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I have read this question Is it better to write a good cover letter in English or a mediocre one in the local language? but this is a different scenario.

Often, one of the requirements demanded on job posts in my country (previous question is in a foreign country) is advanced level of English. In these cases, should I send my resume written in English (indicating my level as well), or is it better to just send my resume written in the local language and indicate my level of English?

  • If you want your resume to show your proficiency, then be certain to have it spell-checked and proofread before sending. – Thorbjørn Ravn Andersen Sep 17 '13 at 12:37
  • Remember to use the CEFR framework to indicate your knowledge of any language if you're in the EU. "Advanced level of English" could be anywhere between B1 and C2. – phw Sep 17 '13 at 13:47
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    @phw I usually state that I hold a B2 certification – user8137 Sep 17 '13 at 14:34
  • At a former company (US based), we hired people who were fluent in French. None of the hiring managers (those who would need to read the resume) were fluent, but our customers were in French-speaking Canada. So resumes needed to be in English. Your situation could be a mirror image of this scenario. – John Oglesby Sep 18 '13 at 0:33
  • @JohnOglesby yes, it's the same I guess. – user8137 Sep 18 '13 at 7:10
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When you should write your CV/Resume/Cover letter in English:

  • In vacancy's text they ask you to do so.
  • Vacancy is published in English.
  • Vacancy is published in English and local language.

When you should not write your CV/Resume/Cover letter in English:

  • Vacancy is published only in local language and employer does not ask you to write them in English.

Even if English knowledge is required for your position, it does not mean that the person who should review your CV/Resume/Cover knows English.

You can also send your information in two languages. But i'd not suggest to do this if you are asked to send it in specified language.

  • This article about applying in the Netherlands confirms that you should apply in English if that's the language used in the ad: "Always adapt your letter (and CV) to the language of the ad, even if you are a Dutch speaker applying for a job offered in English." – Lilienthal Oct 21 '15 at 10:27
  • Great answer! I work for a Spanish company working on tech and academia related subjects. We often get some resumes in English (by people form Spain!) We simply don't read them – David Jul 8 at 8:20
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Just because the position you apply for requires an advanced level of English doesn't necessarily mean that everyone in the company requires an advanced level of English.

Providing a resume both in the local language and in English provides accessibility to HR or other employees who may need to evaluate you but aren't as knowledgeable of English.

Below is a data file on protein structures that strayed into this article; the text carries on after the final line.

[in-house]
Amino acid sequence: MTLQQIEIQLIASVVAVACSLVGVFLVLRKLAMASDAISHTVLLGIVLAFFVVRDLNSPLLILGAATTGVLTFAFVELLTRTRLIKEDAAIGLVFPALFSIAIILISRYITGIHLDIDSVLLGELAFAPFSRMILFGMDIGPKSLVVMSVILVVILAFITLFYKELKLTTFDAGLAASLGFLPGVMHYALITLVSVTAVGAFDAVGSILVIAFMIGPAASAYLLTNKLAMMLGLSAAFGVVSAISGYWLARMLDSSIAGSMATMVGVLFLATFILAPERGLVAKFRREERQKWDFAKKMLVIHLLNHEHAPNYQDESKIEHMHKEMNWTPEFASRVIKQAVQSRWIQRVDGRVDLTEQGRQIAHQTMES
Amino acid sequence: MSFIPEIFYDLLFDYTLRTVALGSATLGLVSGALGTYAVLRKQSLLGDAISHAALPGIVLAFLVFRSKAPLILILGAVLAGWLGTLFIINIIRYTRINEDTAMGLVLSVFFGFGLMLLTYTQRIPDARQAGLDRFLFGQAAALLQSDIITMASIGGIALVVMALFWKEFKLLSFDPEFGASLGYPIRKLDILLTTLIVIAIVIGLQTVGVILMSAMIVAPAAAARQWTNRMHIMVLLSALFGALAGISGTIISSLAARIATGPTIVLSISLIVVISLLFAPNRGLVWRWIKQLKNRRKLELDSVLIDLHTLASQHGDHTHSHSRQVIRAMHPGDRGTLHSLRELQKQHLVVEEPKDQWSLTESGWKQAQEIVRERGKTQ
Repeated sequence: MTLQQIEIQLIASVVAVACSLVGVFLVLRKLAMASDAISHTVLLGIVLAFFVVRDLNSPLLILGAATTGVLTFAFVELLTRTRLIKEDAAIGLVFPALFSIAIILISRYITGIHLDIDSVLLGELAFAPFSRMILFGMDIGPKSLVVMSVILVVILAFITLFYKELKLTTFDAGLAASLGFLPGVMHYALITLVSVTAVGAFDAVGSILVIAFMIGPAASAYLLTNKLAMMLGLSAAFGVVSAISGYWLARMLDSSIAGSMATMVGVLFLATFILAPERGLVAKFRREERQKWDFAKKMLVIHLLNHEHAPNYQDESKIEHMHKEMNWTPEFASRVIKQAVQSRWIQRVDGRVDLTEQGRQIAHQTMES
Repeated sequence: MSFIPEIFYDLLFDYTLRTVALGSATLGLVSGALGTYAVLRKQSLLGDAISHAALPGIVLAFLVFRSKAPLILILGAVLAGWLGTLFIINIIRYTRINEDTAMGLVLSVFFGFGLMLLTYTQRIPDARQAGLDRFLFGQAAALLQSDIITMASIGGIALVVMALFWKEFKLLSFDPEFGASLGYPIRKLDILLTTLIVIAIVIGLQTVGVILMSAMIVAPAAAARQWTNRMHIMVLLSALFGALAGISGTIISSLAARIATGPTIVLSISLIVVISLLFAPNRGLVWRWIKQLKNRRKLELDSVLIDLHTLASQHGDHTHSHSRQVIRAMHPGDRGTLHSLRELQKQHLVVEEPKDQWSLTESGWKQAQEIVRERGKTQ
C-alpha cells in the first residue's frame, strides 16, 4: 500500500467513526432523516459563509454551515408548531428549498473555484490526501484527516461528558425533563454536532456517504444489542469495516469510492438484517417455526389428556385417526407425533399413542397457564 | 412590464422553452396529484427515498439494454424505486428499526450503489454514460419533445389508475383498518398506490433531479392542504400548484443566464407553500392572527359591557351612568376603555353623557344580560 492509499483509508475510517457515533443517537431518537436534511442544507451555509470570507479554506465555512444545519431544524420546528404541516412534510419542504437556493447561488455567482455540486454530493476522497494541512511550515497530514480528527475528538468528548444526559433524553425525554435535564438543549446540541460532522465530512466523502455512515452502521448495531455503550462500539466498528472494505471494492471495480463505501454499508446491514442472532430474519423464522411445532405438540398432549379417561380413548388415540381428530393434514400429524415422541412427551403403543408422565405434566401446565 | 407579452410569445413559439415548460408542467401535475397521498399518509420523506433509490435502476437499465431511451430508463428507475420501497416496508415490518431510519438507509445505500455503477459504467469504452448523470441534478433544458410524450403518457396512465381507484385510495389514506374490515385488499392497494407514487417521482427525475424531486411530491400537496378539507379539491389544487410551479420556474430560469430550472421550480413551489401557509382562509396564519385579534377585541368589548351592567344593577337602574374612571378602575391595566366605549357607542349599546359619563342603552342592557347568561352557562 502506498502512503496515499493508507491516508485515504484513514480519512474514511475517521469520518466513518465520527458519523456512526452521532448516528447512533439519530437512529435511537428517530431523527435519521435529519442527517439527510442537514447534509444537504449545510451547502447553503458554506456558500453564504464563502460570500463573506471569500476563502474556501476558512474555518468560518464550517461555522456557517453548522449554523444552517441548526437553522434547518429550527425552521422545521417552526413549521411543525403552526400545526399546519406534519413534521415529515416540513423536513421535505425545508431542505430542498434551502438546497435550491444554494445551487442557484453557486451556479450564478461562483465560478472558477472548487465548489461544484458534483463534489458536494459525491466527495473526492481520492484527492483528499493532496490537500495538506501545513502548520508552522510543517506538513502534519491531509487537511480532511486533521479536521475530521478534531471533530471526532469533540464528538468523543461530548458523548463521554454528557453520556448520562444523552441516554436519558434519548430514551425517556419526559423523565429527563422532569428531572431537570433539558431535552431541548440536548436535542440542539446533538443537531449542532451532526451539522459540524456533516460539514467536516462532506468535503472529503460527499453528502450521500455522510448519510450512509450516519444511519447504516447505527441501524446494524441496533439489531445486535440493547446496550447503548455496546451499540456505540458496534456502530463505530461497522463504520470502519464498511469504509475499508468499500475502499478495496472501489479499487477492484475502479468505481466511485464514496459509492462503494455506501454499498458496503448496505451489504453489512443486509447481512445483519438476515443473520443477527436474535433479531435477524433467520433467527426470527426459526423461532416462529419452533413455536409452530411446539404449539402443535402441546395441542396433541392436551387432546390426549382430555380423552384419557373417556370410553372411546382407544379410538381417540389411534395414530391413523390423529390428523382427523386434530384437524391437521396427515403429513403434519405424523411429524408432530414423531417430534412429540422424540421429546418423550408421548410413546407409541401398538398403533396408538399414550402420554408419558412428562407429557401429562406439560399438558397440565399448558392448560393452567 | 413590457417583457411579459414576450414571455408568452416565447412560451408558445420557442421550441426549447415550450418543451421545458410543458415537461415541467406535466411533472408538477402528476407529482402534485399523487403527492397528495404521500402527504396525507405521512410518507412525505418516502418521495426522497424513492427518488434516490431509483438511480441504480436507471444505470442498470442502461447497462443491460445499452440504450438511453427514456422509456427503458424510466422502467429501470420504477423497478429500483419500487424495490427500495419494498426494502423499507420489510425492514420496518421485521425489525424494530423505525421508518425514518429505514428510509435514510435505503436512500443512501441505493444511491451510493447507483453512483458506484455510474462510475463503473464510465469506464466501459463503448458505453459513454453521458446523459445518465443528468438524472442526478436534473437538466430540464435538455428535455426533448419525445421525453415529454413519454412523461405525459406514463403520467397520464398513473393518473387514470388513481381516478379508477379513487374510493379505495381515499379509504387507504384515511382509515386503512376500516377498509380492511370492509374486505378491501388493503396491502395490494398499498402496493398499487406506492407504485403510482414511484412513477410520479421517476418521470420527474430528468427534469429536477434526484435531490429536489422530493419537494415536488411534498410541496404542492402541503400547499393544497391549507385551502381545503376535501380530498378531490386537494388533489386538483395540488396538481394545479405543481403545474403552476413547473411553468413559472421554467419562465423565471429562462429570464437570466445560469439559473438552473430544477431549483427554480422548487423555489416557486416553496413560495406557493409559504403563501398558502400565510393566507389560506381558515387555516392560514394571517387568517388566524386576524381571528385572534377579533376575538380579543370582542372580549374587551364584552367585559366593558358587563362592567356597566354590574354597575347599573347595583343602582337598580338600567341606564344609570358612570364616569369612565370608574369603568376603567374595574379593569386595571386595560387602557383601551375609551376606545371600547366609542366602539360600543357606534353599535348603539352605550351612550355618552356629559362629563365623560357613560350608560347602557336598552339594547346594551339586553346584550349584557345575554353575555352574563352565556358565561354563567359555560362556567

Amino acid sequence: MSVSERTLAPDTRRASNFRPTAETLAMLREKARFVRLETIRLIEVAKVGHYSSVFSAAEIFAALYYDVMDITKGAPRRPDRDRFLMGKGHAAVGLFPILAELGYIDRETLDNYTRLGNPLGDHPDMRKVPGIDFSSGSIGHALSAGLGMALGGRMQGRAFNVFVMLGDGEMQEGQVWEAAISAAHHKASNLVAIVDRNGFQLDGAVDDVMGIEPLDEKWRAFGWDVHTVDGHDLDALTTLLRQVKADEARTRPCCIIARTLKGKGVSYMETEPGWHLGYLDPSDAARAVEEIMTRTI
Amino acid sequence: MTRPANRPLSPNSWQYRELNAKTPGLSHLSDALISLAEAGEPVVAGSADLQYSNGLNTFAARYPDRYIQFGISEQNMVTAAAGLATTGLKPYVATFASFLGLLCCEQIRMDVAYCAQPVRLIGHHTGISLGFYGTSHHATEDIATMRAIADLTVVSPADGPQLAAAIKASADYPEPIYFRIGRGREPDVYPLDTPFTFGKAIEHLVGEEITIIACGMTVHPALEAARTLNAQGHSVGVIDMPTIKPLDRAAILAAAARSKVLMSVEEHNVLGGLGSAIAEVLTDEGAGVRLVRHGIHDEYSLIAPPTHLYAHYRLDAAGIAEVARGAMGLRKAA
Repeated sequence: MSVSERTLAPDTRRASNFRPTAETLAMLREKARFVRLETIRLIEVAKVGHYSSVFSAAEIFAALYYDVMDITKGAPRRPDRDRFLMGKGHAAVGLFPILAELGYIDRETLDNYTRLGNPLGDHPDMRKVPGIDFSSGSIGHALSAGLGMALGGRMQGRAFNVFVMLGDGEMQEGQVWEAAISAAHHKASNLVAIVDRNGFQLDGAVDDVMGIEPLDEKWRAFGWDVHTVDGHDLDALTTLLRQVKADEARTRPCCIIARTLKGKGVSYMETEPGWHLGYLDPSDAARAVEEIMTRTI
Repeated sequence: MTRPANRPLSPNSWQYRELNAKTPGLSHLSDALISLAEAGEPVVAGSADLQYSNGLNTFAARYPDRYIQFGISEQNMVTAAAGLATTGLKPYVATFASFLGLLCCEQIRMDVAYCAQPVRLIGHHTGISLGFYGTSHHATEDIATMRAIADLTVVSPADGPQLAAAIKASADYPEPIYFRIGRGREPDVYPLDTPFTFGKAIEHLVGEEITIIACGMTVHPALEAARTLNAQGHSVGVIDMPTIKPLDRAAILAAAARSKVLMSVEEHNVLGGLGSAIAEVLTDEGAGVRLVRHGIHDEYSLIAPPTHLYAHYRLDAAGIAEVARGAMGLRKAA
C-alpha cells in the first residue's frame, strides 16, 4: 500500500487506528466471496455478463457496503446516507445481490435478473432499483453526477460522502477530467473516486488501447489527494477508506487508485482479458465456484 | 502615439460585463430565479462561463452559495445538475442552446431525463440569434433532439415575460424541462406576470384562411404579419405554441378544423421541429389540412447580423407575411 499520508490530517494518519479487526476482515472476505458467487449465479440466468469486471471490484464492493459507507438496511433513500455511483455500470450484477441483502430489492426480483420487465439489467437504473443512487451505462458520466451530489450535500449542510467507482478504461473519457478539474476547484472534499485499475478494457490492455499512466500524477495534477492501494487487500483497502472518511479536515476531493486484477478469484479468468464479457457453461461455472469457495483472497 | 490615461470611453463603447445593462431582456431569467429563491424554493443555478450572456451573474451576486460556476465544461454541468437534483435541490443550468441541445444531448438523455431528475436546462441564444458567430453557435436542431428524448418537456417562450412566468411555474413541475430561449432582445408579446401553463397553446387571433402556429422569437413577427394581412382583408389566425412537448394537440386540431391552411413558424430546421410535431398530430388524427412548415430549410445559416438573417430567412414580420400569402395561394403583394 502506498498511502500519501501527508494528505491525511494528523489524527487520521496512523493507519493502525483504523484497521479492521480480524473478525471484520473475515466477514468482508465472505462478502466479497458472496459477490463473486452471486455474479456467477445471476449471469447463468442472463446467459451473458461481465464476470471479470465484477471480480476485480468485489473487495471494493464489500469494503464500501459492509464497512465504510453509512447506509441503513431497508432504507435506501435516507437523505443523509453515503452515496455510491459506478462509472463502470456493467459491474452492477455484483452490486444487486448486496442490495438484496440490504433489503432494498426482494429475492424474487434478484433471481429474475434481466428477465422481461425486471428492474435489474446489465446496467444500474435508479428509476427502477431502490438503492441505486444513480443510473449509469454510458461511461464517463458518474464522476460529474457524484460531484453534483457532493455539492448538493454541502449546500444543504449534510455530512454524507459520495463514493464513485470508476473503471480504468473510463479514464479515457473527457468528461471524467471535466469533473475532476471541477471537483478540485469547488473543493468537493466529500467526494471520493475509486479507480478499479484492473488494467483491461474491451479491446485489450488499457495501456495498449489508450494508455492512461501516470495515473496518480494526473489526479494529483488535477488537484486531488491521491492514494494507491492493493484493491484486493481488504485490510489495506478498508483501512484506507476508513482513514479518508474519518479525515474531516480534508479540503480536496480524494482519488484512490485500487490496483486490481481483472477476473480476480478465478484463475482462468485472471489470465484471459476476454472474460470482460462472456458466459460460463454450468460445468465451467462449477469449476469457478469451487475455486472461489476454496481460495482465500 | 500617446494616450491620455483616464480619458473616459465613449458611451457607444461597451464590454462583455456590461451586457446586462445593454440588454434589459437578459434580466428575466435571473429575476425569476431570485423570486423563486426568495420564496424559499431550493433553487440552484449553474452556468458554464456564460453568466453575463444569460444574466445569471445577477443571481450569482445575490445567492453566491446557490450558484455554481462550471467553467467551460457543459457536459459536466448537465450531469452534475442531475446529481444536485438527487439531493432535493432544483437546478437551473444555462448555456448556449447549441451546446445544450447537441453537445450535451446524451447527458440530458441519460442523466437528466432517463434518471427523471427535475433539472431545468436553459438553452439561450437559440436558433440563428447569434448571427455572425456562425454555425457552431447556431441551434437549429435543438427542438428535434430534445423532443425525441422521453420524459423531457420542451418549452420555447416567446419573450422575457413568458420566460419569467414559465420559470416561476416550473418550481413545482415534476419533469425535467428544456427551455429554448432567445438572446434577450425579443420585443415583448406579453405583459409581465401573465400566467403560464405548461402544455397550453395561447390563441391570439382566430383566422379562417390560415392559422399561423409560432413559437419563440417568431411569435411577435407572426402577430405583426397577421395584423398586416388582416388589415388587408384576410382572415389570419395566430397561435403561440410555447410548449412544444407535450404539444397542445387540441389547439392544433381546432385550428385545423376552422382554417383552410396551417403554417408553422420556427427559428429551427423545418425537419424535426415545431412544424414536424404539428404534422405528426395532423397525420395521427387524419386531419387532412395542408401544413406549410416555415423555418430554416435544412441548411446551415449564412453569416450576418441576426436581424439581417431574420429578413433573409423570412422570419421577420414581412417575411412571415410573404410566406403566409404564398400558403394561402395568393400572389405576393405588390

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Points F0G addressed above are good guidelines.

However, one must also consider that depending on the size of the organisation. They may have a few (if not more) members of staff who's level of english is at full professional proficiency . If that is the case, writing your resume in english would be your best option. Trying to translate your intent and purpose will always not transpire well with such matters. As the saying goes it may get 'lost in translation'.

Secondly, let us not forget that some international companies outside of english speaking countries (US,CAN,UK,AUS,NZ,etc). Also hire native speakers (in this case english) with the intention of strengthening their communication barriers abroad in conjunction with their applicants secondary or tertiary language skills as an intermediary communication base in their branches abroad. Either way, unless it is explicitly stated that a translation is needed. It isn't required to do so.

Personally having written my own CV/resume solely in english to the middle east and africa. I did not have any issues when it came to interviews nor the application processes.

Good luck!

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So the fact is: You are an excellent English speaker, and at most mediocre speaker of the native language. Either that is acceptable for the position that you wish to apply for, or it isn't. If it isn't acceptable then you won't get the position, no matter what you do. How you write your CV won't make a difference. So logically, we can exclude that case.

Based on the assumption that they are happy to hire someone with excellent English but mediocre native language I'd write the CV in English. If possible I'd add a cover letter in the native language - just in case your CV arrives in the postroom of the company with someone who wouldn't have a clue what this letter is otherwise, to make sure it actually goes to someone reading English.

I'd say if there is nobody who can read your English CV, then you won't be getting the job anyway, so write it in English.

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